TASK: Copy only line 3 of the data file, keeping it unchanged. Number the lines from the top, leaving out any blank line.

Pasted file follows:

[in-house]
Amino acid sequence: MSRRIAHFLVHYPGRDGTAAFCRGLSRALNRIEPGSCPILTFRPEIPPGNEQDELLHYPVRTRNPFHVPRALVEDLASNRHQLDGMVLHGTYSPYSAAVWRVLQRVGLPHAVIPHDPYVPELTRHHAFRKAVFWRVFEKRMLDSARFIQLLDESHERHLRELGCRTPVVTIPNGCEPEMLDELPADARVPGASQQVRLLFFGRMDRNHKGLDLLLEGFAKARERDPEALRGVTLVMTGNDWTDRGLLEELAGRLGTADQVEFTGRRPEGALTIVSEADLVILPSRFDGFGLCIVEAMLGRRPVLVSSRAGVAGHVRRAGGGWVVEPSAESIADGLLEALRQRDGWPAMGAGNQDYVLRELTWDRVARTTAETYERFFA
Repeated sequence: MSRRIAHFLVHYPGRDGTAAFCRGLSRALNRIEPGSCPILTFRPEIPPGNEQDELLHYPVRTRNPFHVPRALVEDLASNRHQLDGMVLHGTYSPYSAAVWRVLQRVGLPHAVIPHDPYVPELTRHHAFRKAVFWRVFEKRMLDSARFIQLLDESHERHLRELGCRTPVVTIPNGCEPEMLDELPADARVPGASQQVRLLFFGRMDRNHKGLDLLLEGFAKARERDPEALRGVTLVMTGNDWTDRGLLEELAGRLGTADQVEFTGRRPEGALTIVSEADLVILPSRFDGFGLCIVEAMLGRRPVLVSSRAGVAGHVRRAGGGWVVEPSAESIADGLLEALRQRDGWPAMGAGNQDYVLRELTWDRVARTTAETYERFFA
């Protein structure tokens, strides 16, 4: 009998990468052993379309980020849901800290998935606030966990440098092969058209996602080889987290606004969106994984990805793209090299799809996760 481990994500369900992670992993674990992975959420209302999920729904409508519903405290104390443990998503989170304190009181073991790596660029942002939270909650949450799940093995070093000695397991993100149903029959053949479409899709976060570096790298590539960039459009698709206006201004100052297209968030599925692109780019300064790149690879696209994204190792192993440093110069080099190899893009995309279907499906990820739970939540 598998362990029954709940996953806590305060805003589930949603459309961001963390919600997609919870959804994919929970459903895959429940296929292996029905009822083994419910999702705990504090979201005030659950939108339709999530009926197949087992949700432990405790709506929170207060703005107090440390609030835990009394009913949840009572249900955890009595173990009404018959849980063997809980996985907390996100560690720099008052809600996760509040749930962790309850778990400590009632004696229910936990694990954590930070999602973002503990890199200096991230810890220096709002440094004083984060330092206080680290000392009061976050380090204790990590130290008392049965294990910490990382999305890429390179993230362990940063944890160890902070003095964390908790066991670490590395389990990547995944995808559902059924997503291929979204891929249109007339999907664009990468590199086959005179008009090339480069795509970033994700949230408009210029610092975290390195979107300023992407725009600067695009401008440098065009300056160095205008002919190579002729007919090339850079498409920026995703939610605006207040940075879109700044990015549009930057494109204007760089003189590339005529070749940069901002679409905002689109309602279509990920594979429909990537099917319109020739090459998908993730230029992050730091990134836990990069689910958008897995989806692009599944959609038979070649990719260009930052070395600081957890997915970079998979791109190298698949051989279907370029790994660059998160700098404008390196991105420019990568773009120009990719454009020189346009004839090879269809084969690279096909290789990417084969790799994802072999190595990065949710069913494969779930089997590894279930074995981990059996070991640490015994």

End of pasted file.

Repeated sequence: MSRRIAHFLVHYPGRDGTAAFCRGLSRALNRIEPGSCPILTFRPEIPPGNEQDELLHYPVRTRNPFHVPRALVEDLASNRHQLDGMVLHGTYSPYSAAVWRVLQRVGLPHAVIPHDPYVPELTRHHAFRKAVFWRVFEKRMLDSARFIQLLDESHERHLRELGCRTPVVTIPNGCEPEMLDELPADARVPGASQQVRLLFFGRMDRNHKGLDLLLEGFAKARERDPEALRGVTLVMTGNDWTDRGLLEELAGRLGTADQVEFTGRRPEGALTIVSEADLVILPSRFDGFGLCIVEAMLGRRPVLVSSRAGVAGHVRRAGGGWVVEPSAESIADGLLEALRQRDGWPAMGAGNQDYVLRELTWDRVARTTAETYERFFA